In the open outdoors: If possible, seek shelter in a sturdy building. If not, lie flat and face-down on low ground, protecting the back of your head with your arms. Get as far away from trees and cars as you can; they may be blown onto you in a tornado.

In a shopping mall or large store: Do not panic. Watch for others. Move as quickly as possible to an interior bathroom, storage room or other small enclosed area, away from windows.

In a church or theater: Do not panic. If possible, move quickly but orderly to an interior bathroom or hallway, away from windows. Crouch face-down and protect your head with your arms. If there is no time to do that, get under the seats or pews, protecting your head with your arms or hands

Wichita County Farmers’ & Artisan Market

Every Wednesday from the beginning of May through the end of October, the lawn of the Wichita County Courthouse will be the place to buy fresh produce and local art. The market begins each Wednesday at 5pm, weather permitting. If you’d like to be a vendor, fill out the Artisan Market Rules 2015 and return it to the Wichita County Economic Development Office located at 106 W. Broadway. For more information, call (620)375-2182.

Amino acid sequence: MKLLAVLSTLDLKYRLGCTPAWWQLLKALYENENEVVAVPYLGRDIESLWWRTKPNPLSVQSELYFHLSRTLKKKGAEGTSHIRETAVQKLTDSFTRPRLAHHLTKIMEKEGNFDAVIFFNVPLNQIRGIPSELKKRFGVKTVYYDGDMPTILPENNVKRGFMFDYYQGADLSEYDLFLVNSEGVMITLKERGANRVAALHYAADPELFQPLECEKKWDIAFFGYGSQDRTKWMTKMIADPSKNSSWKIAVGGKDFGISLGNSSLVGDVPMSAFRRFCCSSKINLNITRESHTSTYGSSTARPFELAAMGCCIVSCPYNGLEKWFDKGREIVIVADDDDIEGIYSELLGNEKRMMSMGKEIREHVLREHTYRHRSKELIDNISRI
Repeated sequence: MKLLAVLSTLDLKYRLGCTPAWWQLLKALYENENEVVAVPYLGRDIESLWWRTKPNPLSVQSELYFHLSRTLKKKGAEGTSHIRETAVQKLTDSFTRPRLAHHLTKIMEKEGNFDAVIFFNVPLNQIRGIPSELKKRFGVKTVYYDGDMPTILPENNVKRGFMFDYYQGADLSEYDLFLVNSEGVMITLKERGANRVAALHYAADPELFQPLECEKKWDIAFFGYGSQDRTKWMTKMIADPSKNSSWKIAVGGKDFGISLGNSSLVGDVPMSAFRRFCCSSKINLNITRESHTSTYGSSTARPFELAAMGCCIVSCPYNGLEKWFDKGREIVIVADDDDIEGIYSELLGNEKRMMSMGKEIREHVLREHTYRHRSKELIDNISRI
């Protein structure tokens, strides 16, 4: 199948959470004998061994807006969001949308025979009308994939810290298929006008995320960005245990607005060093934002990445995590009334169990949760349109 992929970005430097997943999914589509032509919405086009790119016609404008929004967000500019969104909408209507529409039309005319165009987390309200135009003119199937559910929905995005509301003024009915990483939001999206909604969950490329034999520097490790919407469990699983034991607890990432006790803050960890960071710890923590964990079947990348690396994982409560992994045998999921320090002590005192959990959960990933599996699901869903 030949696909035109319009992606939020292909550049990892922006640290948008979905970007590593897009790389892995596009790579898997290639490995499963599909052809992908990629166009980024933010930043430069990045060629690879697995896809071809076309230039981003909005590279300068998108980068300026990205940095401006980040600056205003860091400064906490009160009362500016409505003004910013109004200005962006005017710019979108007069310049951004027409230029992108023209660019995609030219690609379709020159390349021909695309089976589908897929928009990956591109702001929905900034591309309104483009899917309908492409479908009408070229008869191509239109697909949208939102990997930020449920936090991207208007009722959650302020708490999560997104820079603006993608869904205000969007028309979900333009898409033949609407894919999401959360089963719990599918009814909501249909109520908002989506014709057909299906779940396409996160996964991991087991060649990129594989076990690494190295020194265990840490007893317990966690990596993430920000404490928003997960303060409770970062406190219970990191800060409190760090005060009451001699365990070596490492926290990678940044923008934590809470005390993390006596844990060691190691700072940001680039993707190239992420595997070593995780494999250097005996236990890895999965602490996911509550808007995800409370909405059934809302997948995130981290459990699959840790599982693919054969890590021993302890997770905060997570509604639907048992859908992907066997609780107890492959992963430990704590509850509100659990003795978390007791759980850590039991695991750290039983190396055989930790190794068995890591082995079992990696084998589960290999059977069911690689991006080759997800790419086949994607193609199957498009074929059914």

Donate now to the WCHS Track Fund through Wichita County Community Foundation

The WCHS Track Fund reached $242,000 by December 31. Thanks to many great donors for making this possible! We are halfway to the goal. Don’t miss AIM for the Track 5K on April 18 and Flapjacks for the Track on June 6 to raise money to reach the finish line.

Are you interested in moving to Wichita County?

Have you heard about ROZ?

Rural Opportunity Zones are 50 counties that have been authorized to offer one or both of the following financial incentives to new full-time residents:

  • Kansas income tax waivers for up to five years
  • Student loan repayments up to $15,000

For more information, click here.

You can make Wichita County your home &  we can help!

• Available Jobs • Business Start-up Assistance • Network Kansas E-Community • Investment Opportunities • Rural Opportunity Zone (ROZ) Incentives • Tax Deductible Charitable Giving Options

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Wichita County residents enjoy a quality of life that is attractive to people seeking a simpler way of life. The citizens of Wichita County retain the hard-working, pioneering spirit that characterized their ancestors, and at the same time, look to the future with a progressive attitude and a vision for the future.